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Before the advent of wireless networks, setting up a private network of computers in a home, school, or business usually necessitated crisscrossing many cables through ceilings and walls for complete coverage of all network-enabled devices in a house, school building, or office block.
With the development of the wireless AP technology, far fewer cables are needed, with most of the network-enabled devices been connected wirelessly. The AP is central to this setup, and it works thus: a wired Ethernet connection carries Internet connectivity to the AP, the AP then delivers wireless connections to other devices using radio-frequency links. Thus, in this setup, private network are able to connect to the single wired Ethernet connection entering the AP.
Recent AP models are developed to support a standard that permits exchange of data using radio frequencies. The IEEE stipulates the standards and frequencies used by these AP models. The standards used by most APs are the IEEE 802.11 standards.
In an elaborate guise, one wired network could be attached several APs which in turn provide wireless connectivity to a LAN. This setup is typically used in corporate establishments to power the office LAN. For automatic management of this multi-AP setup, a WLAN controller is employed to automatically adjust the RF power, authentication, channels, and security.
In a more complex setup, two or more controllers may be paired together to create a wireless mobility group that permits inter-controller roaming. Furthermore, these controllers may be joined to a mobility domain for continuous clients’ access across regional or large office locations. Because of the automatic functionality of the controllers (as there are automatic re-association and re-authentication), such setups usually mean substantial savings in overhead for administrators, and time for clients.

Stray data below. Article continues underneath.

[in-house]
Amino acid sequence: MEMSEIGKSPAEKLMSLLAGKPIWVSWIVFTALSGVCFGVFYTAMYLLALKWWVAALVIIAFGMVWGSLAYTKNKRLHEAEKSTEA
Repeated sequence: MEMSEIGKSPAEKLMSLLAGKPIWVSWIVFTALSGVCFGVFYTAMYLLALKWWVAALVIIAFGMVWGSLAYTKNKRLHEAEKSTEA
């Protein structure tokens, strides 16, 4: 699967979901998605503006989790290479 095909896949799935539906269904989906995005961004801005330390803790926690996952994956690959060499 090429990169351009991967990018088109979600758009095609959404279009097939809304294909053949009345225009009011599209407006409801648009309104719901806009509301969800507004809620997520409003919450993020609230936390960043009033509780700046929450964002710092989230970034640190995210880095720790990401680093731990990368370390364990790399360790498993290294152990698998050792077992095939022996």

Home application of APs has skyrocketed in recent years. In most homes, connecting multiple devices to one network usually requires only one access point. However, the gadget that serves the purpose of the AP is a wireless router. A wireless router is a hybrid device that incorporates an AP, and a router. Often, an Ethernet switch is baked in, maybe a broadband modem as well when it comes to the modem router combo. There may also be mini-devices tucked in for extended functionality.
In similitude to the corporate use of multiple APs, two or more homes with their own APs within reach of each other may have their APs connected in a mesh to set up a wireless community network. Although, this set up does not eliminate the need of a wired network, it does create an intra-city communication network with the advantage of increased flexibility over a single AP setup.
In a public setting, perhaps the most widely used application of APs is in creating a hotspot. A hotspot allows wireless devices to connect to the Internet at any time without regard for the particular network that they are using. It has grown considerably in large cities where they are now common.
Often, a combination of establishments, like libraries, coffeehouses, and sometimes privately owned open access points; create a hotspot that permits clients to maintain continuous connection to the Internet while stationary or moving around the local of these establishments. Sometimes, several hotspots may be connected together to create a collection called a lily pad network.
One less-used application of an AP is as a network arbitrator. As a network arbitrator, an AP can negotiate with wireless clients that are close enough to transmit. This application is not widely used because most IEEE 802.11 networks currently installed are not equipped with this functionality.
Important Buying Considerations